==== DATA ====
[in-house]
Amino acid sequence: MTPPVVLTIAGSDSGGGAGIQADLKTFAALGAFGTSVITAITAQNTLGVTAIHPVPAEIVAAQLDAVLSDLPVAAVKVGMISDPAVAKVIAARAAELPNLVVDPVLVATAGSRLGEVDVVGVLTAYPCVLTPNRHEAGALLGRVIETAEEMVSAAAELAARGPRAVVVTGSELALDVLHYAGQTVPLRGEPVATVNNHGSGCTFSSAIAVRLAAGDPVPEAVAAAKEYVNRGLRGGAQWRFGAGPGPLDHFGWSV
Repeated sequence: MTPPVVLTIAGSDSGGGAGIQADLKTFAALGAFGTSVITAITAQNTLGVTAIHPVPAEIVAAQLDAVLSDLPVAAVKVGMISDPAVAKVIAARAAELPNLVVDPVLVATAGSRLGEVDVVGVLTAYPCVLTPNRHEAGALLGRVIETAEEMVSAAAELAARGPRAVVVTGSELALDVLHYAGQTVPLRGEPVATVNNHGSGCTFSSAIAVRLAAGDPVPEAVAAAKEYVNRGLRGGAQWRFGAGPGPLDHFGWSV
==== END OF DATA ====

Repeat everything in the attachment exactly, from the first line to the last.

[in-house]
Amino acid sequence: MTPPVVLTIAGSDSGGGAGIQADLKTFAALGAFGTSVITAITAQNTLGVTAIHPVPAEIVAAQLDAVLSDLPVAAVKVGMISDPAVAKVIAARAAELPNLVVDPVLVATAGSRLGEVDVVGVLTAYPCVLTPNRHEAGALLGRVIETAEEMVSAAAELAARGPRAVVVTGSELALDVLHYAGQTVPLRGEPVATVNNHGSGCTFSSAIAVRLAAGDPVPEAVAAAKEYVNRGLRGGAQWRFGAGPGPLDHFGWSV
Repeated sequence: MTPPVVLTIAGSDSGGGAGIQADLKTFAALGAFGTSVITAITAQNTLGVTAIHPVPAEIVAAQLDAVLSDLPVAAVKVGMISDPAVAKVIAARAAELPNLVVDPVLVATAGSRLGEVDVVGVLTAYPCVLTPNRHEAGALLGRVIETAEEMVSAAAELAARGPRAVVVTGSELALDVLHYAGQTVPLRGEPVATVNNHGSGCTFSSAIAVRLAAGDPVPEAVAAAKEYVNRGLRGGAQWRFGAGPGPLDHFGWSV